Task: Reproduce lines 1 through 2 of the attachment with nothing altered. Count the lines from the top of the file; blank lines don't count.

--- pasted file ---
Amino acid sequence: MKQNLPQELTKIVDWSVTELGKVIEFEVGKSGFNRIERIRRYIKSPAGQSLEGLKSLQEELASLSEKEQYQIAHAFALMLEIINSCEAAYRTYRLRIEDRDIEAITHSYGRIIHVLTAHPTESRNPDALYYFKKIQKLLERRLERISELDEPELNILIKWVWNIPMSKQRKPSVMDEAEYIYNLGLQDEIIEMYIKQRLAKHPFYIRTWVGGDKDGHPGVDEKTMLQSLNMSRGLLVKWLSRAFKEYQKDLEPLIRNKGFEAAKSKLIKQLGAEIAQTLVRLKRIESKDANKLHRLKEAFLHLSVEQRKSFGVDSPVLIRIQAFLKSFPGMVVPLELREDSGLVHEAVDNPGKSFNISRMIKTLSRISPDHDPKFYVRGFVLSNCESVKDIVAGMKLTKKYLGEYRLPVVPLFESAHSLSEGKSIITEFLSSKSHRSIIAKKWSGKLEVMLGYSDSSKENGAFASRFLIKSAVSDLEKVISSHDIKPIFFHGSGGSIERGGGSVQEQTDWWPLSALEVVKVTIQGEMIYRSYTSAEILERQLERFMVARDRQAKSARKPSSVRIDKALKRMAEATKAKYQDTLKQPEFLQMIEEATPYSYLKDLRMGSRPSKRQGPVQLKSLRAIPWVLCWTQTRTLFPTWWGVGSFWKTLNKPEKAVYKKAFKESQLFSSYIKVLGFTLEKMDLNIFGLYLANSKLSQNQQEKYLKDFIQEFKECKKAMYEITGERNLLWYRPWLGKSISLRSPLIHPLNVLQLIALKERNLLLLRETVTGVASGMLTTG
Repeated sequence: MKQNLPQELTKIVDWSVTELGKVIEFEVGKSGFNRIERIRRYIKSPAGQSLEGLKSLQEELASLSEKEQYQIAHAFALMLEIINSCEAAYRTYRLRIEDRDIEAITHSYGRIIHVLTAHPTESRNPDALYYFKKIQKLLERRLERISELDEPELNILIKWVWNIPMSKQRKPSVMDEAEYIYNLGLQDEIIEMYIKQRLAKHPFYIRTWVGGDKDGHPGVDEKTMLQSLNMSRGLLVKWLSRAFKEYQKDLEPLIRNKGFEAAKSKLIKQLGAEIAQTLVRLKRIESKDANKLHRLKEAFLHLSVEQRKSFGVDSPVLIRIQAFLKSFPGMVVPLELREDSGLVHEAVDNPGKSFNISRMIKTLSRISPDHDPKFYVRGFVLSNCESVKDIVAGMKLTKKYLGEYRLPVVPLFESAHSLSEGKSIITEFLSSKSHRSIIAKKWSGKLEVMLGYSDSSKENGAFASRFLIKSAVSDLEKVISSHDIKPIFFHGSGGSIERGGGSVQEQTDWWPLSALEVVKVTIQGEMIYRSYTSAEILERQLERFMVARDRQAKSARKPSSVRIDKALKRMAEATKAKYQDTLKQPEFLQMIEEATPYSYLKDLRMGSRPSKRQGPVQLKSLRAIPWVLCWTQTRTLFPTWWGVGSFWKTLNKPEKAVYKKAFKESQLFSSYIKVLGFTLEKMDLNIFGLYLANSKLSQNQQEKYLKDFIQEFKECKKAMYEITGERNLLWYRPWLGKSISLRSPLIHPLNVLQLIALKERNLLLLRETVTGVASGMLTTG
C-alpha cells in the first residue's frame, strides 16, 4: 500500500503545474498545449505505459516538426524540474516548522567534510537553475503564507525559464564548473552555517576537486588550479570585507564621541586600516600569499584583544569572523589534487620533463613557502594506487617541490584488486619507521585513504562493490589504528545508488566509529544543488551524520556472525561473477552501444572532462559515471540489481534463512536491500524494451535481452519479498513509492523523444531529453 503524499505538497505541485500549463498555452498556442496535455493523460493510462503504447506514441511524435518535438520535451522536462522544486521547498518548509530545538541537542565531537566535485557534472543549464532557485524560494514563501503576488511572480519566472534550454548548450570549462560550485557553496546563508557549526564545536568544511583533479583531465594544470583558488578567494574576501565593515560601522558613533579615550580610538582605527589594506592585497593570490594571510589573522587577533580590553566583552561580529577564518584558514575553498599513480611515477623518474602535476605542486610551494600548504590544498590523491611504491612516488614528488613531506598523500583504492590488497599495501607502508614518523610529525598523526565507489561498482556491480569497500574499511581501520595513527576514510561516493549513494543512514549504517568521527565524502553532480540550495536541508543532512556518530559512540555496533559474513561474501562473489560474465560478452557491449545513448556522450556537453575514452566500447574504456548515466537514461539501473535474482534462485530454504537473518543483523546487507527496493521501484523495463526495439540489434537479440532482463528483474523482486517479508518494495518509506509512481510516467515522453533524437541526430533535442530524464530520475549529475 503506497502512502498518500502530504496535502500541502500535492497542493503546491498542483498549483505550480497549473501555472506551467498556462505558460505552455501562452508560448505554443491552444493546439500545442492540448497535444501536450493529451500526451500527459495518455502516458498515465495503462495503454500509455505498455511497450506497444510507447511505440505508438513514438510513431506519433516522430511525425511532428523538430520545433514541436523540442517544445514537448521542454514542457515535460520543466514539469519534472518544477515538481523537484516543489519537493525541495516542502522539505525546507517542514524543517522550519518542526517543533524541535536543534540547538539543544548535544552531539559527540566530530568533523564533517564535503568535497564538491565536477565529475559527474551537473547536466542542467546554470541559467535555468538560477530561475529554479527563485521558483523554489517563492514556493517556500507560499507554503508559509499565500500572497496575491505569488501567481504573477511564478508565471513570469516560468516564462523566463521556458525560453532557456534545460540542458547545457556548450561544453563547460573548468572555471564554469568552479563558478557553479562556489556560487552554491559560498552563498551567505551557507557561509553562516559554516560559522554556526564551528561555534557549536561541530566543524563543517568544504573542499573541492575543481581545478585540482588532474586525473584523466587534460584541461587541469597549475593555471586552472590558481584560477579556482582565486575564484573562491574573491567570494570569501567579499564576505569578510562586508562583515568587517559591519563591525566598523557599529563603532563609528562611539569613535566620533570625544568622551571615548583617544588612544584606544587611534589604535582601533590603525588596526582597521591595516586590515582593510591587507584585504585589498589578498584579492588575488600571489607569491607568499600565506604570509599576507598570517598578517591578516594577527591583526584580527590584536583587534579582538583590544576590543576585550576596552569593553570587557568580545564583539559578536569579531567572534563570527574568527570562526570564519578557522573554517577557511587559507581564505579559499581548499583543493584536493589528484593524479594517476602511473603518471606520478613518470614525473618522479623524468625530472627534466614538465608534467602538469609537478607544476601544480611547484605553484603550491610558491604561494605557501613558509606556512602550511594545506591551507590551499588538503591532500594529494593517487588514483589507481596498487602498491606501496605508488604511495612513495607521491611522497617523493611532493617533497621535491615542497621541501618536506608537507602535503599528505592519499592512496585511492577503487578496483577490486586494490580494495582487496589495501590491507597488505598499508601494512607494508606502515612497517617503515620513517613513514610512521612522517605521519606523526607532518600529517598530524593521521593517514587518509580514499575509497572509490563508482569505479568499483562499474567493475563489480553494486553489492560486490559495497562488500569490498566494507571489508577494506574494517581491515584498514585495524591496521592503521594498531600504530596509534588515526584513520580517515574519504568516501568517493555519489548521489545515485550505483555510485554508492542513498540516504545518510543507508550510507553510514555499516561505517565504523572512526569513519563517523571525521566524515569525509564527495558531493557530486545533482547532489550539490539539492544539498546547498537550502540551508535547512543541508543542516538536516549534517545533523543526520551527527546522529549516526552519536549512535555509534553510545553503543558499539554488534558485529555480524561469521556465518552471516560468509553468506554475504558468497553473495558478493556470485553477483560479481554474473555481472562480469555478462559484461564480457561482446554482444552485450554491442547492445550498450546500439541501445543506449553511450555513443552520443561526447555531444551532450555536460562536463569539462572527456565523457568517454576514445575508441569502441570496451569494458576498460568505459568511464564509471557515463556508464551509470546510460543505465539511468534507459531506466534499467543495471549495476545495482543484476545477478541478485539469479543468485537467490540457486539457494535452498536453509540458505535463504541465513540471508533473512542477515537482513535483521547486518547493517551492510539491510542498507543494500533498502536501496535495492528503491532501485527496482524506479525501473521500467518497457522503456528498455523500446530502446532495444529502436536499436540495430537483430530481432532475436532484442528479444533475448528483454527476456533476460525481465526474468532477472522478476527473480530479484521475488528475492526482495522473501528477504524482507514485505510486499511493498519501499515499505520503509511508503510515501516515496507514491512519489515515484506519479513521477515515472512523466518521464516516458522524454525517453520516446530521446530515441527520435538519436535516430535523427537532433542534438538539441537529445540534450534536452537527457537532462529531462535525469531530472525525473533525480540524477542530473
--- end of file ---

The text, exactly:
Amino acid sequence: MKQNLPQELTKIVDWSVTELGKVIEFEVGKSGFNRIERIRRYIKSPAGQSLEGLKSLQEELASLSEKEQYQIAHAFALMLEIINSCEAAYRTYRLRIEDRDIEAITHSYGRIIHVLTAHPTESRNPDALYYFKKIQKLLERRLERISELDEPELNILIKWVWNIPMSKQRKPSVMDEAEYIYNLGLQDEIIEMYIKQRLAKHPFYIRTWVGGDKDGHPGVDEKTMLQSLNMSRGLLVKWLSRAFKEYQKDLEPLIRNKGFEAAKSKLIKQLGAEIAQTLVRLKRIESKDANKLHRLKEAFLHLSVEQRKSFGVDSPVLIRIQAFLKSFPGMVVPLELREDSGLVHEAVDNPGKSFNISRMIKTLSRISPDHDPKFYVRGFVLSNCESVKDIVAGMKLTKKYLGEYRLPVVPLFESAHSLSEGKSIITEFLSSKSHRSIIAKKWSGKLEVMLGYSDSSKENGAFASRFLIKSAVSDLEKVISSHDIKPIFFHGSGGSIERGGGSVQEQTDWWPLSALEVVKVTIQGEMIYRSYTSAEILERQLERFMVARDRQAKSARKPSSVRIDKALKRMAEATKAKYQDTLKQPEFLQMIEEATPYSYLKDLRMGSRPSKRQGPVQLKSLRAIPWVLCWTQTRTLFPTWWGVGSFWKTLNKPEKAVYKKAFKESQLFSSYIKVLGFTLEKMDLNIFGLYLANSKLSQNQQEKYLKDFIQEFKECKKAMYEITGERNLLWYRPWLGKSISLRSPLIHPLNVLQLIALKERNLLLLRETVTGVASGMLTTG
Repeated sequence: MKQNLPQELTKIVDWSVTELGKVIEFEVGKSGFNRIERIRRYIKSPAGQSLEGLKSLQEELASLSEKEQYQIAHAFALMLEIINSCEAAYRTYRLRIEDRDIEAITHSYGRIIHVLTAHPTESRNPDALYYFKKIQKLLERRLERISELDEPELNILIKWVWNIPMSKQRKPSVMDEAEYIYNLGLQDEIIEMYIKQRLAKHPFYIRTWVGGDKDGHPGVDEKTMLQSLNMSRGLLVKWLSRAFKEYQKDLEPLIRNKGFEAAKSKLIKQLGAEIAQTLVRLKRIESKDANKLHRLKEAFLHLSVEQRKSFGVDSPVLIRIQAFLKSFPGMVVPLELREDSGLVHEAVDNPGKSFNISRMIKTLSRISPDHDPKFYVRGFVLSNCESVKDIVAGMKLTKKYLGEYRLPVVPLFESAHSLSEGKSIITEFLSSKSHRSIIAKKWSGKLEVMLGYSDSSKENGAFASRFLIKSAVSDLEKVISSHDIKPIFFHGSGGSIERGGGSVQEQTDWWPLSALEVVKVTIQGEMIYRSYTSAEILERQLERFMVARDRQAKSARKPSSVRIDKALKRMAEATKAKYQDTLKQPEFLQMIEEATPYSYLKDLRMGSRPSKRQGPVQLKSLRAIPWVLCWTQTRTLFPTWWGVGSFWKTLNKPEKAVYKKAFKESQLFSSYIKVLGFTLEKMDLNIFGLYLANSKLSQNQQEKYLKDFIQEFKECKKAMYEITGERNLLWYRPWLGKSISLRSPLIHPLNVLQLIALKERNLLLLRETVTGVASGMLTTG